by Alyssa Oursler | December 3, 2012 11:44 am
The statistics get tossed out all the time: College costs are rising faster than the cost of living, wages for workers with bachelor’s degrees are falling, the unemployment rate for 20-to-24-year-olds is sitting in double-digits — all while U.S. student debt exceeds $1 trillion.
But for recent college grads facing their first payments or still trying to get on top of a seemingly never-ending stack of debt, those aren’t just statistics in a bigger argument about whether or not college is worth it … they’re reality.
We can’t offer a magic wand to make that go away; short of an unexpected inheritance or Powerball win, it’ll be a long process. But young graduates can follow these four simple rules to keep their heads above water.
Sound basic? It is. It’s also overlooked much of the time.
The fact that any student walks away from higher education with six figures of debt is the first sign that something’s lacking in terms of student loan education. And many recent graduates can’t even tell you how many different loans and lenders they have.
So, first things first: It’s important take note of each loan you’ve taken out over your eight (or more or less) semesters of school. Also, make sure you know your options for each one, as most loans have alternate plans available to help ease the burden. A graduated repayment plan increases the amount paid over time, while income-based and pay-as-you-earn plans are also available for those with financial hardship.
(You can find out which plans are available for different loans here.)
And if you have a Perkins Loan through your school, the details are probably different. Each one I took had a much later start date for repayment, for example.
By knowing your loans, you decrease the risk that you will forget about any stragglers you don’t have to pay right away — or could even start paying them early if you have the funds available.
Another detail to understand: interest rates. For one, if you happen to have some extra cash and decide to pay off a loan early, pay the one that’s going to accrue the most interest over time. Also, be aware that it often takes longer to pay off your loan if you opt for an alternate plan, so you end up paying more because of interest.
Interest rates also are sneaky if you choose to defer or forbear your payments. One friend of mine continued his education after college, which deferred his undergraduate loans. Two years, two degrees and at least two more loans later, he has again pushed off his loans — and hopes to return to school soon, which would defer them some more.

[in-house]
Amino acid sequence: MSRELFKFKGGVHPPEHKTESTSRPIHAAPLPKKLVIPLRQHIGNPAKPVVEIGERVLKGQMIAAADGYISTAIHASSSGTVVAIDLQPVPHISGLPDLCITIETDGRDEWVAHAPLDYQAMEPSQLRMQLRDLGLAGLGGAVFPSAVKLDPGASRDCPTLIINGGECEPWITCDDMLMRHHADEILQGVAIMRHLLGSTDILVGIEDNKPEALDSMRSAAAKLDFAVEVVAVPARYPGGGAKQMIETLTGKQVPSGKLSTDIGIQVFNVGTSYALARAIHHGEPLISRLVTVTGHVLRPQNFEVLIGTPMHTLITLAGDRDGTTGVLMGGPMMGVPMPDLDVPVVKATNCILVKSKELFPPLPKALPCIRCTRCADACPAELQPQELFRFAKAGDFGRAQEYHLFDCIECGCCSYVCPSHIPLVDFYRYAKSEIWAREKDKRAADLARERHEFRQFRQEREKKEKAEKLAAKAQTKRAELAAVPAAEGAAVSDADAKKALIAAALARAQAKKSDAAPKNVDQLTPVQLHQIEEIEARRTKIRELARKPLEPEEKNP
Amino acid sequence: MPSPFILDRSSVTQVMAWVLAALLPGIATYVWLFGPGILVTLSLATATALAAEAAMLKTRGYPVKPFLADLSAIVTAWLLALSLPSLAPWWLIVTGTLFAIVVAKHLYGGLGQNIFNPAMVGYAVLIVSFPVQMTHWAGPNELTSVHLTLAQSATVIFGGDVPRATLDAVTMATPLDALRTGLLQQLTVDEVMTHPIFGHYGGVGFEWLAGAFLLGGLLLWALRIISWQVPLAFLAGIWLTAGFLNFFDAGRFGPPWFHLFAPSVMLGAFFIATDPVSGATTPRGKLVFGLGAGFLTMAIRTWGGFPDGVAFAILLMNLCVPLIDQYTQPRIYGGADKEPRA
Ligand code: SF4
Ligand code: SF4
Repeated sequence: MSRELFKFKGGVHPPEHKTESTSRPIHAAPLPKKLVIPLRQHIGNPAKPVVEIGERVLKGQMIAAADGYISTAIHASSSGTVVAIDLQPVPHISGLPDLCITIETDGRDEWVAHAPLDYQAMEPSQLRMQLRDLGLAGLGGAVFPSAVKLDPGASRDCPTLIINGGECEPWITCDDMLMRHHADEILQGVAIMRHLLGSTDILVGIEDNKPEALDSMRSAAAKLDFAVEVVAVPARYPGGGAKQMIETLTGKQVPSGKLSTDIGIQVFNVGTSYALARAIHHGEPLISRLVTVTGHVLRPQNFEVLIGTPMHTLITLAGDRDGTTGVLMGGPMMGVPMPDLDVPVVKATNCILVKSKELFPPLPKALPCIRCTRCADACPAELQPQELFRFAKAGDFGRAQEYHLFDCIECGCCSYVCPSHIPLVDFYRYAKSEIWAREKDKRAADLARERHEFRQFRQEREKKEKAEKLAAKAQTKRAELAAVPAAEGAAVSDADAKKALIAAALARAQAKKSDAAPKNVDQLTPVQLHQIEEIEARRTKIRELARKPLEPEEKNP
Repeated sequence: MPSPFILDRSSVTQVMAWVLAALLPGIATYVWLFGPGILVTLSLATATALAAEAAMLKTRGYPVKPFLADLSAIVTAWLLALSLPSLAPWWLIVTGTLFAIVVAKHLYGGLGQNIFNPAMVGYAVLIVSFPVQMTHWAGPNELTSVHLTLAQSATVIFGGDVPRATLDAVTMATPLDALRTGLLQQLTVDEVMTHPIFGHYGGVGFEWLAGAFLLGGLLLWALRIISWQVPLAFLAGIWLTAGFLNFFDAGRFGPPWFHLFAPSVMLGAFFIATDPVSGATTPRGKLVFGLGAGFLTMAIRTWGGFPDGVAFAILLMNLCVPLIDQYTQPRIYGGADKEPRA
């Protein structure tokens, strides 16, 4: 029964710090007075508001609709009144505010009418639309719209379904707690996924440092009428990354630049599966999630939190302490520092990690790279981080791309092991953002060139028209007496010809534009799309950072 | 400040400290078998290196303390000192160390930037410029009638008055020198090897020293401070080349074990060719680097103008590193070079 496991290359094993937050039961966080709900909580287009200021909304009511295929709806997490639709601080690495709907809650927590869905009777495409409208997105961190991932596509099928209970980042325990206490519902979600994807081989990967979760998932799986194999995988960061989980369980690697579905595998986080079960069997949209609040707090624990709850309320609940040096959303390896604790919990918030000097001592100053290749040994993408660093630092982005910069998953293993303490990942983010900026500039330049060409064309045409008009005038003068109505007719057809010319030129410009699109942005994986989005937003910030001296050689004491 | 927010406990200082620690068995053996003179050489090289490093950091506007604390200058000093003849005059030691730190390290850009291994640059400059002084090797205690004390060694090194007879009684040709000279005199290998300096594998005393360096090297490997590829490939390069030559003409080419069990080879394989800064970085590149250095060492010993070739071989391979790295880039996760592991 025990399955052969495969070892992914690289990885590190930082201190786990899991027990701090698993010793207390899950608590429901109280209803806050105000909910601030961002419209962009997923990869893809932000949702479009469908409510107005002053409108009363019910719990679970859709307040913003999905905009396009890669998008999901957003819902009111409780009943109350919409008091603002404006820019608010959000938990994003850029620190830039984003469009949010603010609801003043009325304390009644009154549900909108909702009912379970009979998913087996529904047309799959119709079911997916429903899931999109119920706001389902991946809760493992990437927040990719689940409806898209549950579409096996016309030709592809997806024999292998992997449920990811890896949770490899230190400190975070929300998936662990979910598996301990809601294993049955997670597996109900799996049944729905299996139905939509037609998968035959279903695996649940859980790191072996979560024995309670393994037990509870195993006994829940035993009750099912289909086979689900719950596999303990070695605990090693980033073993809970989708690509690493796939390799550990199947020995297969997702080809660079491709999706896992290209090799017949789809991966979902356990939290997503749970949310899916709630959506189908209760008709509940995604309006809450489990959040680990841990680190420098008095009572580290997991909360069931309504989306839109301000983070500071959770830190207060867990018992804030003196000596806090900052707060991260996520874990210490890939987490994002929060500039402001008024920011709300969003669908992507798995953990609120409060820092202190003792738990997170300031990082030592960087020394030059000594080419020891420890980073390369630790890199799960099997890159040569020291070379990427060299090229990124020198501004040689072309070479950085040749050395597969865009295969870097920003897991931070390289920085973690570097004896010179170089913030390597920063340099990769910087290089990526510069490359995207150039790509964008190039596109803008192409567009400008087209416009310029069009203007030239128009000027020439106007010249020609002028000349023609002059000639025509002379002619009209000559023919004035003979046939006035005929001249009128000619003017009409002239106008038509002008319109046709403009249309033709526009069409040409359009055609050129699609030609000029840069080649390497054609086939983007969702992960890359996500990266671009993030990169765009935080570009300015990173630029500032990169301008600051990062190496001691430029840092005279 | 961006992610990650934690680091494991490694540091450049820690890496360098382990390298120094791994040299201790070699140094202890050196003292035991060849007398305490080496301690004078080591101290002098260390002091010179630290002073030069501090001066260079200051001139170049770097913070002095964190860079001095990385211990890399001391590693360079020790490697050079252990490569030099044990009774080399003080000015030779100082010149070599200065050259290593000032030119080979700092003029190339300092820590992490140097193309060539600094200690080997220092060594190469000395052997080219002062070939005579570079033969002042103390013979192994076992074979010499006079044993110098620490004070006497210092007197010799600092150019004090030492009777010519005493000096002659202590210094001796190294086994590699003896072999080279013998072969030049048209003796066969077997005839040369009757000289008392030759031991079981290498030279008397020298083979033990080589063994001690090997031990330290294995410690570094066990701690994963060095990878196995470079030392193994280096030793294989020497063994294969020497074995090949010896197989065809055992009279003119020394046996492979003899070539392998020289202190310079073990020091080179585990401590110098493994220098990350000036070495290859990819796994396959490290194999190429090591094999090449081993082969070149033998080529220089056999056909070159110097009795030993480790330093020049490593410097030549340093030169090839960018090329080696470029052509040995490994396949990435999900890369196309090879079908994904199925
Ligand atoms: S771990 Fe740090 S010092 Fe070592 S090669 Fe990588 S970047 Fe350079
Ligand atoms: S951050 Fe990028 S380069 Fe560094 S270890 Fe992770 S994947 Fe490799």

When you are in school at least part-time, you are usually granted a deferment. That means your interest won’t accrue … if you have a subsidized loan. But if you have an unsubsidized loan or are instead granted a forbearance?
Interest will continue to accrue even though you aren’t yet required to make payments … and boy, can that add up. After just one year of forbearance on a $10,000 loan with 6.8% interest, you would be saddled with paying 25% in extra interest over the life of the loan.
Many students who push off their loans don’t realize they are actually sinking even deeper into debt.
For most young graduates, making monthly payments and maybe moving out are top financial priorities. Retirement? Probably not even on the radar.
Workers under age 35 have the lowest 401k participation of any age group, and that participation has fallen even more in recent years. Don’t let your monthly loan payments overshadow the big picture, though. The earlier you start saving, the more room you have for mistakes — and more time you have to compound your gains, as InvestorPlace Editor Jeff Reeves explains in detail here.
For recent graduates, I would recommend signing up for your 401k immediately upon getting hired, so you are accustomed to having that money set aside. If you push it off, it might be harder to see your paycheck dwindle once you decide to get started.
And if your employer offers a 401k match, definitely put in the maximum amount, unless you absolutely can’t afford it. It’s free money — you’ll be thanking yourself in 40 years or so.
The delinquency rate for student loans recently jumped above the rate for all other consumer loans — including credit cards and car loans — for the first time ever. Subsequently, the number of defaults has been rising steadily over the past six years — and defaulting can hurt your credit score for life, and even harm your chances of getting a job.
So besides making a plan for repayment, outline a monthly budget — with how much you will spend on gas, rent, food, loans and so on — to keep on track. Along the same lines, setting up your loans for automatic repayment as soon as you get a paycheck is another surefire way to make sure managing your debt is a top priority.
Definitely don’t push your student loans off so you can go out and buy a new car or eat out every meal. And don’t forget to pay your loans or accidentally spend your loan money elsewhere; both could lead to delinquency and eventual default.
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